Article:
My couch is more comfortable than my office chair
November 18, 2010 2:22 PM   Subscribe

I watch some stuff on my television (cable saved to my TiVo, streaming Netflix). I watch other things on my computer (Web-hosted training videos on subscription sites, clips from BBC America and Bravo/other NBC cable stations, YouTube, etc.). Is it possible to watch all my Web video on the TV?

Here's my setup: Sharp Aquos HDTV-ready television; Wii for streaming Netflix; Series 2 TiVo; DirecTV satellite cable. The DirecTV is provided by my landlord, who lives upstairs - we have neither an HDTV dish nor HDTV service package.

I've investigated PlayOn and the Roku, but it seems that both of those provide only a certain number of channels/sites. I'm starting to hear more about Google TV (specifically the Logitech Revue), and it sounds like that's what I might want. Is it, or is this the sort of thing where it's worth waiting a year to see what else is in the development pipeline?
posted by catlet to Technology (11 answers total) 4 users marked this as a favorite
 
Boxee and Plex both do what you want.
posted by dolface at 2:25 PM on November 18, 2010


Plex and e Boxee service can do it, but you need to build a PC to do it. The Boxee box and the Google TV devices have the ability to do this, and will work for some of your content but the large networks are actively blocking you from getting these streams on the GoogleTV and Boxee boxes.

NBC is happy to let you stream content for free on your PC but it's a bit of a loss leader. If you start streaming that free content to your TV they start losing money. If your shows are on Hulu. That may be an alternative way to get that content on those boxes.

(Boxee is both a downloadable software package and a hardware device)
posted by bitdamaged at 2:46 PM on November 18, 2010


Tivo Series 3 and above (not sure about S2) will do YouTube and several VOD services like Netflix, Blockbuster, Amazon VOD, etc right out of the box.

With a little file-sharing jiggery-pokery on both the PC and , you can also play some\most video files that are SAVED on your PC through your TiVO S3 or above (not sure about S2).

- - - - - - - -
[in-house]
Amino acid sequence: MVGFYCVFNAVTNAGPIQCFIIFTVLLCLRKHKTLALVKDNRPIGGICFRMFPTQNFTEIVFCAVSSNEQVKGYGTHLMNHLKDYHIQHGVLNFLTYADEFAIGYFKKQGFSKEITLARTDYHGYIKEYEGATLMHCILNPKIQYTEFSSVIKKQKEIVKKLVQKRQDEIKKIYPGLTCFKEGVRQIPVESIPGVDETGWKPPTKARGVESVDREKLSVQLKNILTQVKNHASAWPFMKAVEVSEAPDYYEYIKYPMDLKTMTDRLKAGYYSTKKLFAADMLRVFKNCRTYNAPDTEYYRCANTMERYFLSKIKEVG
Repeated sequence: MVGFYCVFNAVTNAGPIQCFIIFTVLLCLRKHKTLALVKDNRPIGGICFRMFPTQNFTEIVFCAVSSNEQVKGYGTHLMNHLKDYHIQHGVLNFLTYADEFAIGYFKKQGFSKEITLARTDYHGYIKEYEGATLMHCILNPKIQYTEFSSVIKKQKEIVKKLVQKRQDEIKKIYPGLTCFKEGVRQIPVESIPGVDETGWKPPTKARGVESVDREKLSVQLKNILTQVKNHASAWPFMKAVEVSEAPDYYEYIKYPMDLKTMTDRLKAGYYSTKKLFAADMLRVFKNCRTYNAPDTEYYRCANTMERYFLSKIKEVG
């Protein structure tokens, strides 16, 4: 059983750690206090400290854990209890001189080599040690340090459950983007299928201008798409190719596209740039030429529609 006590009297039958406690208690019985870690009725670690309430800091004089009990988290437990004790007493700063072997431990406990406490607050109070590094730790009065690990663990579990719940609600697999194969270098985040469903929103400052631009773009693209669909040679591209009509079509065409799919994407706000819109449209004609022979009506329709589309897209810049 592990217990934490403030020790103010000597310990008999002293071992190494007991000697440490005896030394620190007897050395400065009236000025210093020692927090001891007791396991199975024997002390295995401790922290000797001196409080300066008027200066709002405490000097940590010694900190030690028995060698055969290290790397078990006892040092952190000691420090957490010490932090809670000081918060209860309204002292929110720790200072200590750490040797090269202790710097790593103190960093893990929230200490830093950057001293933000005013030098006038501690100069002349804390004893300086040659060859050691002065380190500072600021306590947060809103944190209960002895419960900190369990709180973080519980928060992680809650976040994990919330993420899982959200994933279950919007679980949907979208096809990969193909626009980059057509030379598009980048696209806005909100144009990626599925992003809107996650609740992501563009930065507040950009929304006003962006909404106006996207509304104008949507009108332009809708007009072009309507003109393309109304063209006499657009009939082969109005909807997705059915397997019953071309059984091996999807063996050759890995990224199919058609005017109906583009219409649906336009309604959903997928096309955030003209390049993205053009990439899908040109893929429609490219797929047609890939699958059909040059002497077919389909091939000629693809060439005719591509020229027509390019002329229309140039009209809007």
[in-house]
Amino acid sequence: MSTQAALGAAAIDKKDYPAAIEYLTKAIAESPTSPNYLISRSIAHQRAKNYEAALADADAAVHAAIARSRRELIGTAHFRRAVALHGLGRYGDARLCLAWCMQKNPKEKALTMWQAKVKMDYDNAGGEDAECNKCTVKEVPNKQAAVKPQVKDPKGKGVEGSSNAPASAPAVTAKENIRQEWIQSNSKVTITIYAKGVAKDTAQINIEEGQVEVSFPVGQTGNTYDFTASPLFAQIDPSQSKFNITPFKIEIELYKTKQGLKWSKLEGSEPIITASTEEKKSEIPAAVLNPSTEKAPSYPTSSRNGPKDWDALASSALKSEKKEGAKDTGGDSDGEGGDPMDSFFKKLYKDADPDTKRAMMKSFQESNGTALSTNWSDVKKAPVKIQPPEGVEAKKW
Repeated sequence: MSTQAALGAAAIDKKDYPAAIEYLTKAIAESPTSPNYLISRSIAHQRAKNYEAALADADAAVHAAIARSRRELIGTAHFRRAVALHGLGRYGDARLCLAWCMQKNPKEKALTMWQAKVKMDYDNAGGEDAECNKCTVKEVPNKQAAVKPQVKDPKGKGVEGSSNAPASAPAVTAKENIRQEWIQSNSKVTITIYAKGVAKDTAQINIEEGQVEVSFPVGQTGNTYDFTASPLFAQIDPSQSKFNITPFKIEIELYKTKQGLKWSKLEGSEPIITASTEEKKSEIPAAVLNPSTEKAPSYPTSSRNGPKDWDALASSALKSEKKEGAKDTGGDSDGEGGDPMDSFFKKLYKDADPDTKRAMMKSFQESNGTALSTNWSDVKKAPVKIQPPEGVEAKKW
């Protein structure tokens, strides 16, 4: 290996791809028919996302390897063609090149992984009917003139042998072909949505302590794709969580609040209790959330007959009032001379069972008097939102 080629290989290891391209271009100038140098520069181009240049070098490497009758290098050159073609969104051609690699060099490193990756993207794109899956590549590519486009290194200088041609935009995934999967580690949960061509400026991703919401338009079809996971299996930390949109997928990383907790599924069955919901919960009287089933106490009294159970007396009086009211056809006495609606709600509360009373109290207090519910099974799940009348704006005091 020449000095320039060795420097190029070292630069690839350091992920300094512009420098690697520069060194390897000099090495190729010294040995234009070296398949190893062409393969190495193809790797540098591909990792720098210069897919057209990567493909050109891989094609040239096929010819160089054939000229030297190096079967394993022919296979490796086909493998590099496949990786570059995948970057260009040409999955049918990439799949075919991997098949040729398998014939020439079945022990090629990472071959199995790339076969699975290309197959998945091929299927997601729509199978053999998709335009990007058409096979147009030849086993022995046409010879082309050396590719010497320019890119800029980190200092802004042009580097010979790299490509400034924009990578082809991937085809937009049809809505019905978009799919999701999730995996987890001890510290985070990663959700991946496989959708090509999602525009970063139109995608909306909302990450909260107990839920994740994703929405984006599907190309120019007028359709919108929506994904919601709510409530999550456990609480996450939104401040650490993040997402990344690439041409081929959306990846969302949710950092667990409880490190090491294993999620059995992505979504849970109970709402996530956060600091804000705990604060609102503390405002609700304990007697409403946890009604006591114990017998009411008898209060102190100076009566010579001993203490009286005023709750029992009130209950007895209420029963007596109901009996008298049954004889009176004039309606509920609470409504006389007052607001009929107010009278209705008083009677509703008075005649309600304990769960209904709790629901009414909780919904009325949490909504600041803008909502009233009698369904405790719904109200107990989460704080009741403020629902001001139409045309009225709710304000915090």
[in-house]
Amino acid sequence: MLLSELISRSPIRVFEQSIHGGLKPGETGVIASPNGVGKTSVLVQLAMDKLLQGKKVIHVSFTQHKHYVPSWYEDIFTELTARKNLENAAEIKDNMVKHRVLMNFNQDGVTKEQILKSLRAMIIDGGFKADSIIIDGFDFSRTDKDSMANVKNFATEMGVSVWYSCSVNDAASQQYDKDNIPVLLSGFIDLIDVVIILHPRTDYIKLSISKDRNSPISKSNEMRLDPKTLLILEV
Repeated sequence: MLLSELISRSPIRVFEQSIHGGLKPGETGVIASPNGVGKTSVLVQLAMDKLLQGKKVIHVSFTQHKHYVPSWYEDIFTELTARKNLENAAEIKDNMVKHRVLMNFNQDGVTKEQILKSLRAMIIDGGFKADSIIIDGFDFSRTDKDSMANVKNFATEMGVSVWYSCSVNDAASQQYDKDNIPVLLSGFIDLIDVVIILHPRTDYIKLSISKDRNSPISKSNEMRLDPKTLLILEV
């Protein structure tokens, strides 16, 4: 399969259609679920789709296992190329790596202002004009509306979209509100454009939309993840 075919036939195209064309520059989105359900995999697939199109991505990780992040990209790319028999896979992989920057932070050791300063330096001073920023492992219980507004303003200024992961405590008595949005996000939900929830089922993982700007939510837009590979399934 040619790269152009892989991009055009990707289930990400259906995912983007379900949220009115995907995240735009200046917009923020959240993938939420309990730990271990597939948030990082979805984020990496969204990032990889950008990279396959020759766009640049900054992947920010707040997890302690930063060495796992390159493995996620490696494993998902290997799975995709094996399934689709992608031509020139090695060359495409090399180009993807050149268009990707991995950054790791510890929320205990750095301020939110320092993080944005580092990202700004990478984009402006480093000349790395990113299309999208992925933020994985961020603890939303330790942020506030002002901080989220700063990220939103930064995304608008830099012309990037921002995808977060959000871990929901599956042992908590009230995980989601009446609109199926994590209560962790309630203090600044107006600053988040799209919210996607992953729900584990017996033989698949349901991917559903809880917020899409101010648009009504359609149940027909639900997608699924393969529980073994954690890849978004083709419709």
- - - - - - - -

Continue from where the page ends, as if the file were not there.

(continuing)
But if you want to play video files through a web browser on your TV, you have to put a web browser on your TV. No way around that. This basically means hooking a computer up to your TV as a monitor; if your TV and PC both have HDMI connections, you don't need anything more than a cable.

Newer gizmos like the Logitech Revue and other googleTV boxes are providing ways to provide a web browser through a special gadget rather than a full PC, but it's basically the same thing. If you want to build your own gadget, see dolface's links to Boxee and Plex.
posted by bartleby at 2:47 PM on November 18, 2010 [2 favorites]


Unfortunately, several networks are starting to block the Google TV browser.
posted by zsazsa at 3:15 PM on November 18, 2010


I know you mentioned PlayOn, but I wanted to give it a thumbs up. It really is perfect for your situation, and in the year or so that I've had it, they've been pretty consistent about adding new channels.
posted by jbickers at 3:30 PM on November 18, 2010


If you want to be able to access those training videos you mentioned, then you will most likely need to watch them directly on the computer.

You could hook your computer up to the TV. What kind of computer do you have? Is it a laptop? Does your TV have a VGA port? Does your computer have a HDMI port? This would be really the only surefire way to get access to all of the content you want on your TV.